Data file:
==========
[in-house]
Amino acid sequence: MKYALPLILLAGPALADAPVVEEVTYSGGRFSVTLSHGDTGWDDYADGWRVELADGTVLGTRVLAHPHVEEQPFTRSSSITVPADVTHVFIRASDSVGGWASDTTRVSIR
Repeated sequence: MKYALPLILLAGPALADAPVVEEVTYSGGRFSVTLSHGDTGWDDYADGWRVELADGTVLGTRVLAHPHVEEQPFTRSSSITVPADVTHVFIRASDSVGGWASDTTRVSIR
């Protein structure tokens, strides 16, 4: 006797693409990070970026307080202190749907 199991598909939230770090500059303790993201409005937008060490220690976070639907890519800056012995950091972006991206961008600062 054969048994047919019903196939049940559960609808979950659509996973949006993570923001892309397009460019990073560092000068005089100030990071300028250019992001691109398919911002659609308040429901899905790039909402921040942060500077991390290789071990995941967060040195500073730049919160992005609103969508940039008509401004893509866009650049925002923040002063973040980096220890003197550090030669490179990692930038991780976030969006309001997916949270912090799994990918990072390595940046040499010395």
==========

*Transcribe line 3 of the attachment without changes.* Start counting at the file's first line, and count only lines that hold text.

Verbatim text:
Repeated sequence: MKYALPLILLAGPALADAPVVEEVTYSGGRFSVTLSHGDTGWDDYADGWRVELADGTVLGTRVLAHPHVEEQPFTRSSSITVPADVTHVFIRASDSVGGWASDTTRVSIR